Bingling Temple World Heritage Tourist Area, Gansu province
(炳灵寺世界文化遗产旅游区 bǐng líng sì shì jiè wén huà yí chǎn lǚ yóu qū)
Location: Yongjing county, Linxia Hui autonomous prefecture, Gansu province
Websites: www.gsyjzhwl.com/#/(Cn), english.gsyjzhwl.com/#/(En)
Scenic Spot Level: AAAAA
9:00-17:00 (Closed Mondays)
Bingling Temple Grottoes: 50 yuan ($7.74)/person
1. Children under the age of 14 (exclusive) and senior citizens aged 65 and above, people who have a disability, and servicemen can enter free of charge.
2. Half-price concessions are available for minors aged between 14 (inclusive) and 18 (exclusive), senior citizens aged between 60 and 65, and full-time university undergraduates.
Located in Northwest China’s Gansu province, the Bingling Temple World Heritage Tourist Area covers 150 square kilometers. It is home to the Stone Grottoes of Bingling Temple (a component of the World Heritage of the Silk Road: the Routes Network of Chang'an-Tianshan Corridor), the Bingling Stone Forest, the Bingling Lake (the largest artificial freshwater lake in northwestern China), and the Yellow River Hydropower Expo Park.
The tourist area lies along the most charming section of the upper reaches of the Yellow River, with stunning and magnificent natural scenery and splendid civilization. Thanks to its places of interest integrating ancient and modern culture, the Bingling Temple World Heritage Tourist Area has become a good place for ecological tourism, science education, and leisurely vacations.
As the largest stone grottoes in Gansu province, the Bingling Temple Grottoes are a world cultural heritage with a history stretching back more than 1,600 years, a national foremost protected cultural heritage site, and one of the six famous stone grottoes in China.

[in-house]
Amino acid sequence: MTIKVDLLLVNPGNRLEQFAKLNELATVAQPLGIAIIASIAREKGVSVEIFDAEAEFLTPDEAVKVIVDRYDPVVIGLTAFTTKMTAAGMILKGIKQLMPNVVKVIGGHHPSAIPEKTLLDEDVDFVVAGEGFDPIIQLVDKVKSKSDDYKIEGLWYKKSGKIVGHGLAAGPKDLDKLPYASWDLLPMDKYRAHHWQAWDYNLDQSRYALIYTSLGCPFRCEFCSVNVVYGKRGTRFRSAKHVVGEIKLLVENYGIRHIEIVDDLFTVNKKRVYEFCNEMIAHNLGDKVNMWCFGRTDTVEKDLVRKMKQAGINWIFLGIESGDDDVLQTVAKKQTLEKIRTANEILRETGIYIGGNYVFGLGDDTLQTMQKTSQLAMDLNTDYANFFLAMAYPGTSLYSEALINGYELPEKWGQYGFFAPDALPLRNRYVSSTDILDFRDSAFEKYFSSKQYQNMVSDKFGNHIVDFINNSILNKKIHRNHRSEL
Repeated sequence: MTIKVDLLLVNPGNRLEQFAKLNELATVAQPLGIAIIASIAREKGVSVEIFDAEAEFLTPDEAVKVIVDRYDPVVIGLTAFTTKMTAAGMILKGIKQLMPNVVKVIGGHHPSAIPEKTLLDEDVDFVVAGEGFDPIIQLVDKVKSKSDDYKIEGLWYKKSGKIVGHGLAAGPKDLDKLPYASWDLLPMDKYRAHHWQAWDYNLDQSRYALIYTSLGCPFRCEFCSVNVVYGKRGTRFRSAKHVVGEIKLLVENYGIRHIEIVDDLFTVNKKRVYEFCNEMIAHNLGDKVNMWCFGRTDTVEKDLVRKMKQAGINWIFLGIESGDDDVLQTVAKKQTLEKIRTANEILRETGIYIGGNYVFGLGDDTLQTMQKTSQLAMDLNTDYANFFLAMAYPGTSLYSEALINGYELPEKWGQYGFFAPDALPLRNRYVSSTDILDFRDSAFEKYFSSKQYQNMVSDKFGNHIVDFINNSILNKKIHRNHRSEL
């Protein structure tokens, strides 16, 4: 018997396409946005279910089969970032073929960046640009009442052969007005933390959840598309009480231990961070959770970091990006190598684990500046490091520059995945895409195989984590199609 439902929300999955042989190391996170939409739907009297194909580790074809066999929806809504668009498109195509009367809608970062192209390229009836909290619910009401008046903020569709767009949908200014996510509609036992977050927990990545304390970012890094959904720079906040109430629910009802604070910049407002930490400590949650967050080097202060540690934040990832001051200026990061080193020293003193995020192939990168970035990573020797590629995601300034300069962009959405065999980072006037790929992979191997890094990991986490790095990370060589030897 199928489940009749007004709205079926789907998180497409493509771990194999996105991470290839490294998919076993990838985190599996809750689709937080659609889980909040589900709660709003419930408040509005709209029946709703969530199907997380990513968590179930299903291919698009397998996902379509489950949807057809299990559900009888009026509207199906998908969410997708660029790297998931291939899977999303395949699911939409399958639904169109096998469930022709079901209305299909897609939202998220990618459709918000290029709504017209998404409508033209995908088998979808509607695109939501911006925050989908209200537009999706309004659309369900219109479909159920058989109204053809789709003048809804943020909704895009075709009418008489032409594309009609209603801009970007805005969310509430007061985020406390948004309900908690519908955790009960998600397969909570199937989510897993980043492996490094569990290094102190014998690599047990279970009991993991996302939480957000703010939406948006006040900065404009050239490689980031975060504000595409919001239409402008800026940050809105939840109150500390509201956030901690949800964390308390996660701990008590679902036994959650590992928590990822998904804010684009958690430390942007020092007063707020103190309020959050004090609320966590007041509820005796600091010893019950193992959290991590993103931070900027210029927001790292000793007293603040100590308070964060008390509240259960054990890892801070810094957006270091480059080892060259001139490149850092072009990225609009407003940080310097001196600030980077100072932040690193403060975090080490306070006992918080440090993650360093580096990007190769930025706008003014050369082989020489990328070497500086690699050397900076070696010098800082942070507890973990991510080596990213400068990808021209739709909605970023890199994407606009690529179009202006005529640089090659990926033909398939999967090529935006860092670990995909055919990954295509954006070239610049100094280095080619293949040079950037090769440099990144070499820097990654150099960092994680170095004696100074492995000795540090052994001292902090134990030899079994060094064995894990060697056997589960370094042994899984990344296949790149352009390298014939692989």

Established 1,600 years ago, the temple boasts 216 extant grottoes, 815 stone statues, 1,000-square-meter murals, 56 stupas, and 438 cultural relics. In particular, the earliest of China’s well-preserved statue inscription dating back to 420 during the Western Qin State was discovered in the No 169 grotto. This grotto’s inscription, statues, and murals provide reliable evidence for the confirmation of the history of the Bingling Temple Grottoes and the early stone statues in China.
With the grotto murals and stone statues of different historical periods, the Bingling Temple Grottoes are dubbed "the encyclopedia of stone grottoes" and have historical, artistic, and academic value arising from the development of stone grottoes and sculpture art in China.